Other chemicals used in the handsheet preparation included cationic starch, ZMCAT-T305-1, (D.S. = 0.01%, Zhi-mao Starch, Taiwan); sizing agent AKD TD-15, (15% solids content, Ashland, Taiwan); and filler, CaCO3, Hydrocarb 75F, 15% solids content, pH 9.23, ISO brightness 94.92%, particle diameter 0.4–2.0 μm (Omya, Taiwan). The pulp stock, with brightness 81% ISO, was prepared using a bleached hardwood kraft pulp (BHKP) at 3% consistency and having 430 mL CSF.
2.3.1. Characterization of Nanosericite
The aqueous dispersion of NS was caught using a carbonized copper mesh and observed with transmission electron microscopy (JEM-1400, Jeol Co., Japan). A dynamic laser scattering device (DLS, Nano S 90, Malvern Co., UK) was used to determine the particle size distribution.
2.3.2. Stock Preparation
Pulp refining in the laboratory was based on simulations of the mill site furnishing 150 principles. A laboratory Valley beater (model 303, Liensheng, Taiwan) was used to refine the BHKP from their original freeness to 430 mL CSF. The pulp then diluted to 0.3% for further experiments.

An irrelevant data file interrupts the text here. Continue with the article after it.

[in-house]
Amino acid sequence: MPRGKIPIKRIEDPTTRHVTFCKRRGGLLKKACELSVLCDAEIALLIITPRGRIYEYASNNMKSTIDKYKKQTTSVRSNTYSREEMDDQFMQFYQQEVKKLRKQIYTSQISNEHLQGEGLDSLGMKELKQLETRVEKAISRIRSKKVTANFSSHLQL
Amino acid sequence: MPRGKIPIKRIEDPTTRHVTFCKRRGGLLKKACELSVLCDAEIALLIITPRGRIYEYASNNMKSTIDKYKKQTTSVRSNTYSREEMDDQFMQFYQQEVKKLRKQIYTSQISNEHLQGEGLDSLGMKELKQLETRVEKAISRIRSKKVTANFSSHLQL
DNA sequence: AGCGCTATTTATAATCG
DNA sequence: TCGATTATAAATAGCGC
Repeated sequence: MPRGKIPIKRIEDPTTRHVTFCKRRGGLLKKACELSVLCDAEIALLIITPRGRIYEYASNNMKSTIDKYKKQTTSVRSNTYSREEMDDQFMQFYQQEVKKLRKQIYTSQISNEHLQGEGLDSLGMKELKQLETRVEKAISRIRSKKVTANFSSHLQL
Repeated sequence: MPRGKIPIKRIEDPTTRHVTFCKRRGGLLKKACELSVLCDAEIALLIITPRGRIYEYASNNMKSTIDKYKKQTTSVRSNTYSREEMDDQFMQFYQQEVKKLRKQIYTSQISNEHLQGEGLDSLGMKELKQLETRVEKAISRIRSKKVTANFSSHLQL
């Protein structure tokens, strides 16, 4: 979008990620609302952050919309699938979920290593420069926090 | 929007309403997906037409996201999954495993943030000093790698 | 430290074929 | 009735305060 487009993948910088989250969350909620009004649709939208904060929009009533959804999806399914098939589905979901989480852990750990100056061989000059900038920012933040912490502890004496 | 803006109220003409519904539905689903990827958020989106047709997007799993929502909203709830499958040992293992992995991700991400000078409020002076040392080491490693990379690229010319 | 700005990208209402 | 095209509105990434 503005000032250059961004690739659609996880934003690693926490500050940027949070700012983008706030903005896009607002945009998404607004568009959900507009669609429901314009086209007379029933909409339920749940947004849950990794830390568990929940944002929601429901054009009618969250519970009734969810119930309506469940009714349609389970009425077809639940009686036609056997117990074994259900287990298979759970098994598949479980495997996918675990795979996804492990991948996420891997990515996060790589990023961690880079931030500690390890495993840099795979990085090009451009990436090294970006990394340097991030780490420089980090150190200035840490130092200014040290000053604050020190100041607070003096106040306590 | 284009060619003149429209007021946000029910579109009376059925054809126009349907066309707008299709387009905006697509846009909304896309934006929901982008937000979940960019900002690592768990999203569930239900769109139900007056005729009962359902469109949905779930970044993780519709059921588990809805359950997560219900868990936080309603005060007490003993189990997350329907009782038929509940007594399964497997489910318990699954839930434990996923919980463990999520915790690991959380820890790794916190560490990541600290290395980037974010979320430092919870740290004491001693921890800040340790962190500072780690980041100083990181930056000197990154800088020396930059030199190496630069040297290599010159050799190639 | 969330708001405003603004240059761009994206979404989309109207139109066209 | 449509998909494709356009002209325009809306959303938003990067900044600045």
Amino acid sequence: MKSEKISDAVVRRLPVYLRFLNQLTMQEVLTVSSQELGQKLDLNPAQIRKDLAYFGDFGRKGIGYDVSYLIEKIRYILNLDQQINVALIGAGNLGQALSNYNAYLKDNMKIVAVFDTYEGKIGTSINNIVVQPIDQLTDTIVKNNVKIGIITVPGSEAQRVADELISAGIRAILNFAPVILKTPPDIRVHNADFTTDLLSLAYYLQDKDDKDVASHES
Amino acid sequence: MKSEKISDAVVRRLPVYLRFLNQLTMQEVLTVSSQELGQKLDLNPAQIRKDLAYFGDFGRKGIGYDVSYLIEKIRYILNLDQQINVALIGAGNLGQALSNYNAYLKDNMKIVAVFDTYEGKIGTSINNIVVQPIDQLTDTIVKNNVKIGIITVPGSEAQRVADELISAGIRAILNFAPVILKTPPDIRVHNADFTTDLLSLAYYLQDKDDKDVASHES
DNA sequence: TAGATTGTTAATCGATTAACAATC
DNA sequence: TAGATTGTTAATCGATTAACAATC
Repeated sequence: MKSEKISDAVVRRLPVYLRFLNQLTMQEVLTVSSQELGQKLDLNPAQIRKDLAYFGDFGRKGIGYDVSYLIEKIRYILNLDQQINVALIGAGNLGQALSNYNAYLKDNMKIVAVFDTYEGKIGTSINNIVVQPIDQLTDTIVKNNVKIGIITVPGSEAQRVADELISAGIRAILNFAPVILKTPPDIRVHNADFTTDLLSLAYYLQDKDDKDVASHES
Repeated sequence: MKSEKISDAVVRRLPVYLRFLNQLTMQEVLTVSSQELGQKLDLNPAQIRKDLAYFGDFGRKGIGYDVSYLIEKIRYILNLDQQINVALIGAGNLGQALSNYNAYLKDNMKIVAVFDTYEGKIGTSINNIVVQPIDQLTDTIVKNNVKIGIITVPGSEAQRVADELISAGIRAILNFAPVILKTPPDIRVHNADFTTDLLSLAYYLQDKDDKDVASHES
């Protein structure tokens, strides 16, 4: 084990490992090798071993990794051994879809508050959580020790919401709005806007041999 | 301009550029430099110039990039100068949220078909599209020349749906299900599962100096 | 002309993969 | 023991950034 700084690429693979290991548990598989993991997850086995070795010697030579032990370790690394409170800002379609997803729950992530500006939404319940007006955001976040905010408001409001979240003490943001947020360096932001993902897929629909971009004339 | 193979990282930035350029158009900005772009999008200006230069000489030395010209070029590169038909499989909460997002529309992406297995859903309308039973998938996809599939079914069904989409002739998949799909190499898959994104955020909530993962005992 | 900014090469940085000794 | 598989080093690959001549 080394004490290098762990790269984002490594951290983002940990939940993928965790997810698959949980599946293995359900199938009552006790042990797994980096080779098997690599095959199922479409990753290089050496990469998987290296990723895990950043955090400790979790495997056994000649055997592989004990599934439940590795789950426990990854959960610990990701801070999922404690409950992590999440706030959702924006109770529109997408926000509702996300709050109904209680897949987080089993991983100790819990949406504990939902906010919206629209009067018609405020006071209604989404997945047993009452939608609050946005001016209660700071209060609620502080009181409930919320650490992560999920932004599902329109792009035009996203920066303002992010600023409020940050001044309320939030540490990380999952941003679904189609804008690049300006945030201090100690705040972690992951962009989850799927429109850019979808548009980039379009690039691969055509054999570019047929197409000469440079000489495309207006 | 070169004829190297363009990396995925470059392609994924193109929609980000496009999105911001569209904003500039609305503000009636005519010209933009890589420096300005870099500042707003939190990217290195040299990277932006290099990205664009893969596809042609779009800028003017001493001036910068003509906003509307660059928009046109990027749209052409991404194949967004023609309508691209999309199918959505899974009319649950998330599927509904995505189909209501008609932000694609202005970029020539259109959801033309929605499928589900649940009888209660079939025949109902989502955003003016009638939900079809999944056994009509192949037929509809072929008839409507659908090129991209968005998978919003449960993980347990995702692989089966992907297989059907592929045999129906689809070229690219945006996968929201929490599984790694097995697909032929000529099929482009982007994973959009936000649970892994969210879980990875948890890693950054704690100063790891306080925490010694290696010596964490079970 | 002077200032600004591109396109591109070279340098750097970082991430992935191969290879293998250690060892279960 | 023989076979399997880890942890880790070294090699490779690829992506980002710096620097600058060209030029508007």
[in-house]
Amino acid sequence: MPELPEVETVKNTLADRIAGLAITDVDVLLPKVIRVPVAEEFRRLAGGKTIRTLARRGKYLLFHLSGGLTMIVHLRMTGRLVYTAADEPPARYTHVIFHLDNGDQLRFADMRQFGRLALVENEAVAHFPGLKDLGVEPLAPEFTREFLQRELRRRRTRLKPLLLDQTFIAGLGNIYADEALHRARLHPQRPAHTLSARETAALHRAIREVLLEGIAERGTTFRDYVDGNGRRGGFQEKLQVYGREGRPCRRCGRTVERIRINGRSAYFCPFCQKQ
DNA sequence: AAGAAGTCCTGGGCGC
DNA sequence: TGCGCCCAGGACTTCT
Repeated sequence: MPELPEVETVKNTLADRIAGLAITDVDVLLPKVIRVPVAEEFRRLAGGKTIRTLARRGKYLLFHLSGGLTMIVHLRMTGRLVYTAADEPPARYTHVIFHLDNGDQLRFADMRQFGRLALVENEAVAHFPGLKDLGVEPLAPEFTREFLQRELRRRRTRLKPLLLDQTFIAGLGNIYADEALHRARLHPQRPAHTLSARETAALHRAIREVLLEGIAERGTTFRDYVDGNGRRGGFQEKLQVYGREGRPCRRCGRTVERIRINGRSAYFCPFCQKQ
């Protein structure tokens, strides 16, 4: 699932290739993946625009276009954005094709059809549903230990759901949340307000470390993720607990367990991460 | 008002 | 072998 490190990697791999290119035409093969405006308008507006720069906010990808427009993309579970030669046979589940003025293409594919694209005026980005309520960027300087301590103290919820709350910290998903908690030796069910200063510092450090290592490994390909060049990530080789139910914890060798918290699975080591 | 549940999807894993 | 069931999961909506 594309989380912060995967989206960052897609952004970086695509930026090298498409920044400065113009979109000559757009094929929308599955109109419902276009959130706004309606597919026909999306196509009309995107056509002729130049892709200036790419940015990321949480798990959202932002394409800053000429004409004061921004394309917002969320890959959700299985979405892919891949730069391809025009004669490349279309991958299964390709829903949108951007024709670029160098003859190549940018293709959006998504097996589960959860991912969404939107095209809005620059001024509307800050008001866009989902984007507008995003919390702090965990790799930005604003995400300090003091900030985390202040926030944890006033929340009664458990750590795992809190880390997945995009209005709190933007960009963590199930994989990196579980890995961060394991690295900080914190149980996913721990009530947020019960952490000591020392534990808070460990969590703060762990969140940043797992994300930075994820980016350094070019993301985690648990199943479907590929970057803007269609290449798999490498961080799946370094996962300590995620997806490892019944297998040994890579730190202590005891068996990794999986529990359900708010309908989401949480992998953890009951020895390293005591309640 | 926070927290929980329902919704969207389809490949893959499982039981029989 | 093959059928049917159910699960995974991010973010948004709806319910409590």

Addition of wet end chemicals also simulated the on-site practice with the following chemicals addition sequence and the doses were based on the oven-dry weight of the pulp: pulp at 0.3% consistency; sizing agent (AKD TD15, 1%); cationic starch 1%; filler 25%; and c-PAMa/microparticles or c-PAMb/microparticles. For the fiber surface zeta potential determination, after adding the chemicals, 500 mL portion of the stirred pulp suspension was taken and measured with an SZP meter (Mütek SZP 06) to determine the zeta potential. Because in the different microparticle systems, the original concentrations differed; in order to allow for comparisons, the microparticle doses were recalculated as actual microparticle solids content in the experiments. Thus, in the cPAMa system, the doses of Sc and NS added were 300, 450, and 600 ppm with respect to dry pulp; and in the c-PAMb system, gp and NS doses were 40, 80, and 120 ppm with respect to dry pulp. The experimental results are shown in Figure 1. As a control group, a set with pulp of 0.3% consistency was added with sizing agent (AKD, 1.0%), cationic starch 1%, and 25% filler loading only.